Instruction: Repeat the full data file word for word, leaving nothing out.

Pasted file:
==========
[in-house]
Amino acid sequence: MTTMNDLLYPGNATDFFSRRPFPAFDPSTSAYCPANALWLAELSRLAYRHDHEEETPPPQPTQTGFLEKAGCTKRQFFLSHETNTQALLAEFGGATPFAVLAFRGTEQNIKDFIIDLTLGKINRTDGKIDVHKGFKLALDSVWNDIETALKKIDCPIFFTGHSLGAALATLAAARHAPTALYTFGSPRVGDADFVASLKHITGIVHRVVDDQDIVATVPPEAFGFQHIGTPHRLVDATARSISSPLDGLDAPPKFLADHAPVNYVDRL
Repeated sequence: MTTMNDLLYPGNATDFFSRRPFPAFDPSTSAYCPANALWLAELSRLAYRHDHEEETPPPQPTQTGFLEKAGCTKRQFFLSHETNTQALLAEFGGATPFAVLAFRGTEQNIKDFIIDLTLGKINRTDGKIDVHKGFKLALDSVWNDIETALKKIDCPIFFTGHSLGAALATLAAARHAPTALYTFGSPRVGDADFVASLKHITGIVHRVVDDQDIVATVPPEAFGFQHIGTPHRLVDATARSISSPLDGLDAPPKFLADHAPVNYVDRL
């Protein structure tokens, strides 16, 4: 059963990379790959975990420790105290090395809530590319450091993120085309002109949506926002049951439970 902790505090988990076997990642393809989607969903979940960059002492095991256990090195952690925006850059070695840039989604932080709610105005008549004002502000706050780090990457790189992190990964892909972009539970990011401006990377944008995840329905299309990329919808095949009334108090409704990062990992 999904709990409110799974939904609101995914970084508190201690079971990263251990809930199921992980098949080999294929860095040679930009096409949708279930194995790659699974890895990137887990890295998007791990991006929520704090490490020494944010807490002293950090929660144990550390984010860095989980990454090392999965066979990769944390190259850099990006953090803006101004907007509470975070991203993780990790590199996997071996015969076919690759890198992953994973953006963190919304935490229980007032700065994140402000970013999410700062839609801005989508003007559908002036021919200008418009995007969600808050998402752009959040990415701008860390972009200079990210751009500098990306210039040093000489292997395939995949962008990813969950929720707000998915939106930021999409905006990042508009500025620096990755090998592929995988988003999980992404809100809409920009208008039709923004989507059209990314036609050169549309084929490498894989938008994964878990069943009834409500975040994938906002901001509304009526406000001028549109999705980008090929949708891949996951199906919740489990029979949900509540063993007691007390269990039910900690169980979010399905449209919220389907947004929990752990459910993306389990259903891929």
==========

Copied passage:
[in-house]
Amino acid sequence: MTTMNDLLYPGNATDFFSRRPFPAFDPSTSAYCPANALWLAELSRLAYRHDHEEETPPPQPTQTGFLEKAGCTKRQFFLSHETNTQALLAEFGGATPFAVLAFRGTEQNIKDFIIDLTLGKINRTDGKIDVHKGFKLALDSVWNDIETALKKIDCPIFFTGHSLGAALATLAAARHAPTALYTFGSPRVGDADFVASLKHITGIVHRVVDDQDIVATVPPEAFGFQHIGTPHRLVDATARSISSPLDGLDAPPKFLADHAPVNYVDRL
Repeated sequence: MTTMNDLLYPGNATDFFSRRPFPAFDPSTSAYCPANALWLAELSRLAYRHDHEEETPPPQPTQTGFLEKAGCTKRQFFLSHETNTQALLAEFGGATPFAVLAFRGTEQNIKDFIIDLTLGKINRTDGKIDVHKGFKLALDSVWNDIETALKKIDCPIFFTGHSLGAALATLAAARHAPTALYTFGSPRVGDADFVASLKHITGIVHRVVDDQDIVATVPPEAFGFQHIGTPHRLVDATARSISSPLDGLDAPPKFLADHAPVNYVDRL
């Protein structure tokens, strides 16, 4: 059963990379790959975990420790105290090395809530590319450091993120085309002109949506926002049951439970 902790505090988990076997990642393809989607969903979940960059002492095991256990090195952690925006850059070695840039989604932080709610105005008549004002502000706050780090990457790189992190990964892909972009539970990011401006990377944008995840329905299309990329919808095949009334108090409704990062990992 999904709990409110799974939904609101995914970084508190201690079971990263251990809930199921992980098949080999294929860095040679930009096409949708279930194995790659699974890895990137887990890295998007791990991006929520704090490490020494944010807490002293950090929660144990550390984010860095989980990454090392999965066979990769944390190259850099990006953090803006101004907007509470975070991203993780990790590199996997071996015969076919690759890198992953994973953006963190919304935490229980007032700065994140402000970013999410700062839609801005989508003007559908002036021919200008418009995007969600808050998402752009959040990415701008860390972009200079990210751009500098990306210039040093000489292997395939995949962008990813969950929720707000998915939106930021999409905006990042508009500025620096990755090998592929995988988003999980992404809100809409920009208008039709923004989507059209990314036609050169549309084929490498894989938008994964878990069943009834409500975040994938906002901001509304009526406000001028549109999705980008090929949708891949996951199906919740489990029979949900509540063993007691007390269990039910900690169980979010399905449209919220389907947004929990752990459910993306389990259903891929």